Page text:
Background: The long overall survival (OS) observed among patients with non-small cell lung cancer (NSCLC) with high programmed death-ligand 1 (PD-L1) expression in chemoimmunotherapy (CIT) groups in previous phase III trials suggests the limited efficacy of CIT among the subgroup with ≤49% PD-L1 expression on tumor cells. Hence, sequential treatment with first-line platinum-based chemotherapy followed by second-line immune checkpoint inhibitor treatment (SEQ) is an option. This study examined whether first-line CIT would provide better outcomes than SEQ in patients with advanced NSCLC with ≤49% PD-L1 expression. Methods: This retrospective study evaluated patients with untreated NSCLC who received first-line CIT or SEQ at nine hospitals in Japan. OS, progression-free survival (PFS), PFS-2 (the time from first-line treatment to progression to second-line treatment or death), and other related outcomes were evaluated between the CIT and SEQ groups. Results: Among the 305 enrolled patients, 234 eligible patients were analyzed: 165 in the CIT group and 69 in the SEQ group. The COX proportional hazards model suggested a significant interaction between PD-L1 expression and OS (p = 0.006). OS in the CIT group was significantly longer than that in the SEQ group in the 1–49% PD-L1 expression subgroup but not in the <1% PD-L1 expression subgroup. Among the subgroup with 1–49% PD-L1 expression, the CIT group exhibited longer median PFS than the SEQ group (CIT: 9.3 months (95% CI: 6.7–14.8) vs. SEQ:5.5 months (95% CI: 4.5–6.1); p < 0.001), while the median PFS in the CIT group was not statistically longer than the median PFS-2 in the SEQ group (p = 0.586). There was no significant difference between the median PFS in the CIT and SEQ groups among the <1% PD-L1 expression subgroup (p = 0.883); the median PFS-2 in the SEQ group was significantly longer than the median PFS in the CIT group (10.5 months (95% CI: 5.9–15.3) vs. 6.4 months (95% CI: 4.9–7.5); p = 0.024). Conclusions: CIT is recommended for patients with NSCLC with 1–49% PD-L1 expression because it significantly improved OS and PFS compared to SEQ. CIT had limited benefits in patients with <1% PD-L1 expression, and the median PFS-2 in the SEQ group was significantly longer than the median PFS in the CIT group. These findings will help physicians select the most suitable treatment option for patients with NSCLC, considering PD-L1 expressions. Full article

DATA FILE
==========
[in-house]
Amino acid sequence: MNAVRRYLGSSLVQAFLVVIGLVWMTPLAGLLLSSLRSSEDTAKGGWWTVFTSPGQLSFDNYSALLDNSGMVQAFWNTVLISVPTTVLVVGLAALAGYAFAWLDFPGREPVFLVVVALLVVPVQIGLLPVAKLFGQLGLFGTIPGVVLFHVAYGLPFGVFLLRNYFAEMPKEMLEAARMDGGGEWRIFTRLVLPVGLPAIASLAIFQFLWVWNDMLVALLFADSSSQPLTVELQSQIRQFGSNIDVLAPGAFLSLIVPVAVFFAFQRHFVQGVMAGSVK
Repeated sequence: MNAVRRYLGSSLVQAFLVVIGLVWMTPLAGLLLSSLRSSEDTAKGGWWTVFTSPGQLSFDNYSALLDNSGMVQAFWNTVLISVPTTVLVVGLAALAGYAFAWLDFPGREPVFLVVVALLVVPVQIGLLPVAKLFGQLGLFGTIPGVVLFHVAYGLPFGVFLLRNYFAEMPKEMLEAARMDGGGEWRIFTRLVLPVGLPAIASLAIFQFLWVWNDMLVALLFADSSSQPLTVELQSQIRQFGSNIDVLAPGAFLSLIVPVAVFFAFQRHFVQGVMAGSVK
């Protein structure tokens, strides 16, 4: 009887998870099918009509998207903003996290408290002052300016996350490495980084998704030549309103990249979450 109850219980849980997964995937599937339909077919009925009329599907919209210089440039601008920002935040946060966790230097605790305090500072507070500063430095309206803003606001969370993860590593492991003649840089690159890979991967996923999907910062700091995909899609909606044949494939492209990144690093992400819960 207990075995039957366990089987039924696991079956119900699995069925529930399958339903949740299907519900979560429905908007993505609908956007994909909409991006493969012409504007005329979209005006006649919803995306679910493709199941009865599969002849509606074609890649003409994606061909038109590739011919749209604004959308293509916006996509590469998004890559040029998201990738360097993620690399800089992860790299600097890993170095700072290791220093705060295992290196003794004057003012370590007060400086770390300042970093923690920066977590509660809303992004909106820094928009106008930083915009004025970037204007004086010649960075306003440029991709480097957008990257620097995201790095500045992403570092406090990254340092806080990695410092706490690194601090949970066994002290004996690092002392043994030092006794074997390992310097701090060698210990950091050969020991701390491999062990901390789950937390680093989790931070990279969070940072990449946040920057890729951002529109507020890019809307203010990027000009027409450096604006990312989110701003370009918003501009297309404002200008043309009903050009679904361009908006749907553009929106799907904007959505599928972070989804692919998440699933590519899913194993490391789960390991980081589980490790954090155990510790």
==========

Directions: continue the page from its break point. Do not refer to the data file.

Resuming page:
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18 pages, 1431 KiB